REVIEW: ‘WandaVision’ explores Wanda Maximoff’s trauma response, powerful abilities

New episodes of “WandaVision” come out every Friday. (Lori Leiszler | Collegian Media Group)

Wanda Maximoff, also known as Scarlet Witch, faced her fair share of trauma within the Marvel Cinematic Universe. Losing your entire family, sacrificing your lover just to see him resurrected and killed again, then being snapped out of existence for five years would harm anyone’s mental health.

Given these traumatic events, she created an alternate reality to live in peace with the man — well, robot — of her dreams.

The Disney+ original series “WandaVision” alludes to early sitcoms like “Bewitched” and “I Love Lucy,” with Wanda and Vision cast as the odd couple in suburban Westview. Elizabeth Olsen and Paul Bettany reprise their roles, respectively. Starting in the 1950s, each episode jumps further into the future, transitioning from black-and-white into full color.

As expected from a family sitcom, the episodes are filled with cheesy puns, suburban mishaps and nosy neighbors. However, an air of danger and uncertainty looms over the town.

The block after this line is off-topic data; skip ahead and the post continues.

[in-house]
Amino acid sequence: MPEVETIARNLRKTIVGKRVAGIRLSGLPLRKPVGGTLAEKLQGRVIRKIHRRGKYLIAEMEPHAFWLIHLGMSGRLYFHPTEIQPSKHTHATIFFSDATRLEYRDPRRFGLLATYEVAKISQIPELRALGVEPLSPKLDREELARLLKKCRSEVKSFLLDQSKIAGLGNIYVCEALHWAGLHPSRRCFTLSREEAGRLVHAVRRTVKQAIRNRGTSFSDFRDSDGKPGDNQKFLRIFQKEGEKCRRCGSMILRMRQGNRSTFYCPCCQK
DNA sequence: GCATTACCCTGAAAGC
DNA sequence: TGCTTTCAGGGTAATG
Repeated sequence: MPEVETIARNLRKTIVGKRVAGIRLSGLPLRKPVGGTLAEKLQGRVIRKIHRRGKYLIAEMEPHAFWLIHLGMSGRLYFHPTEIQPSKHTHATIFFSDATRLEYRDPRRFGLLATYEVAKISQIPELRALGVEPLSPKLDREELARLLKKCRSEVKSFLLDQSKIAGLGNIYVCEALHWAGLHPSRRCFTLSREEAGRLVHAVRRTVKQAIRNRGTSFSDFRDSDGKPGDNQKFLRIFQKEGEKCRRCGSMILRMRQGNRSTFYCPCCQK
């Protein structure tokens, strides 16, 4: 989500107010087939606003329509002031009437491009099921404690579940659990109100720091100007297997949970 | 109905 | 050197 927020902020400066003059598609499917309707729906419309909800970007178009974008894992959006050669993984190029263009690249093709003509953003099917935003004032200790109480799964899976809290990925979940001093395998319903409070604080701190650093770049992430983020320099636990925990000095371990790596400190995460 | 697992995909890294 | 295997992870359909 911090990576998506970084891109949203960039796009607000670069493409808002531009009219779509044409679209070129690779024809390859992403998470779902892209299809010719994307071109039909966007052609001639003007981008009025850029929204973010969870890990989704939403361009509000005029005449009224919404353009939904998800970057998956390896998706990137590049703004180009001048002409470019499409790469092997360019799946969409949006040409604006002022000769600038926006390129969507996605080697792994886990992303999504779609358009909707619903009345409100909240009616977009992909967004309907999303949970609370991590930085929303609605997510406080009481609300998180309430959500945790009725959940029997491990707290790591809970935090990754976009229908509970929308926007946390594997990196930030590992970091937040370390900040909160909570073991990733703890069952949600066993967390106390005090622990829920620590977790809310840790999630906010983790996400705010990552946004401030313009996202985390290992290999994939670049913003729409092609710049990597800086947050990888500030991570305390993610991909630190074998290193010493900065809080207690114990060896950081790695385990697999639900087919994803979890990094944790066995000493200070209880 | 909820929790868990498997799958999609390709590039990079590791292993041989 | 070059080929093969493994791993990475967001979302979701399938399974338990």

From the first episode, Wanda has some control over the residents of Westview, including Vision. What’s uncertain is whether or not she understands the control she has over them. Every time she starts questioning her reality, she forces herself back into the illusion. If anyone threatens her imagined suburban life, she simply “evicts” them from this reality.

Sprinkled throughout the series are references to other moments and characters in the MCU. For instance, the first episode refers to Vision’s “indestructible” head, a somewhat cruel joke given his unfortunate demise in “Avengers: Infinity War.”

FBI Agent Jimmy Woo, first introduced in “Ant-Man and the Wasp,” is heard over a phone trying to reach Wanda. Her friend Geraldine is actually Monica Rambeau, the grown-up daughter of Maria Rambeau, Carol Danvers’ best friend in “Captain Marvel.”

These references show Wanda somehow influencing her reality, possibly creating a completely new one. She even impregnates herself just to keep the illusion from falling apart. Whatever the case, she clearly uses this world as a response to her trauma.

New episodes of “WandaVision” come out every Friday. As the series progresses, we’ll see how much control Wanda has, and what consequences may come from the creation of this alternate reality. Until then, viewers are left with more questions than answers.

Jared Shuff is the Collegian culture editor and a junior in secondary education. The views and opinions expressed in this column are those of the author and the persons interviewed and do not necessarily reflect the official policy or position of the Collegian. Please send comments to

My name is Jared Shuff, and I am a former editor-in-chief of the Collegian. Previously, I worked as the arts & culture editor and as a contributing writer for the news desk. I am a senior in secondary education with an emphasis in English/journalism. I grew up in Hutchinson, Kansas, and attended Hutchinson Community College before transferring to K-State in 2020.